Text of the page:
What to Know
- Rep. Debbie Wasserman Schultz announced she introduced the Ammunition Background Check Act of 2018.
- The congresswoman, who attend the March for Our Lives rally in Washington, says her bill would require instant background checks.
A South Florida leader in Congress is looking to push for a law that would close a loophole they hope will prevent future mass shootings like the one that took place inside Marjory Stoneman Douglas High School last month.
Flanked by students from the school who attended rallies across the area and Washington D.C. on Saturday, Rep. Debbie Wasserman Schultz announced she introduced the Ammunition Background Check Act of 2018.
“Unlike firearms purchases, someone who wants to go into a store that sells ammunition can buy as much as they want without being asked their first name,” the Weston Democrat said Monday during a press conference at the Pembroke Pines Police Department, where she was joined by the city’s Mayor, Frank Ortis.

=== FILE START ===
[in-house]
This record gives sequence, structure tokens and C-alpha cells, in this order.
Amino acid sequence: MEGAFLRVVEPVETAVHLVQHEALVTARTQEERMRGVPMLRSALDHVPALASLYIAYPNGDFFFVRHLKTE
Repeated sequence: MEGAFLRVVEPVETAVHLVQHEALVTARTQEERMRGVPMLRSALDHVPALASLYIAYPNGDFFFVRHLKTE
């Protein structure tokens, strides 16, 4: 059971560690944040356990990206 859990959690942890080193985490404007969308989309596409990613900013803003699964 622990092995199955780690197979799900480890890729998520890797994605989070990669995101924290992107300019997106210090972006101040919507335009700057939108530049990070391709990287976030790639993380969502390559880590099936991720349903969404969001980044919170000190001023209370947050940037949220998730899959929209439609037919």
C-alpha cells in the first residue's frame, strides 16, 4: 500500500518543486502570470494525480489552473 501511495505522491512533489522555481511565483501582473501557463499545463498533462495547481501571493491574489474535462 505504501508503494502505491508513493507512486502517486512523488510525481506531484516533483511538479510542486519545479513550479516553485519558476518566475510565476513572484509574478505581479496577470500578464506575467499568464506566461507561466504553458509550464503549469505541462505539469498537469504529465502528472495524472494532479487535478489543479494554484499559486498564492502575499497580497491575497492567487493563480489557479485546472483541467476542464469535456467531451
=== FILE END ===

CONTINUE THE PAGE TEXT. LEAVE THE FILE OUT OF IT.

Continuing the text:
The congresswoman, who attend the March for Our Lives rally in Washington this weekend, says her bill would require instant background checks for anyone looking to buy ammunition – using the same FBI national database system used for firearms purchases.
“This is just such a gaping, grave and dangerous loophole that I could not wrap my mind around when I was told that that was the case,” she said.
Wasserman Schultz said she was inspired by the movement organized by teenagers at the Parkland school as well as wanting safety measures for her own child, who is a high school student.
The legislation is sponsored in the U.S. Senate by Richard Blumenthal, a Democrat from Connecticut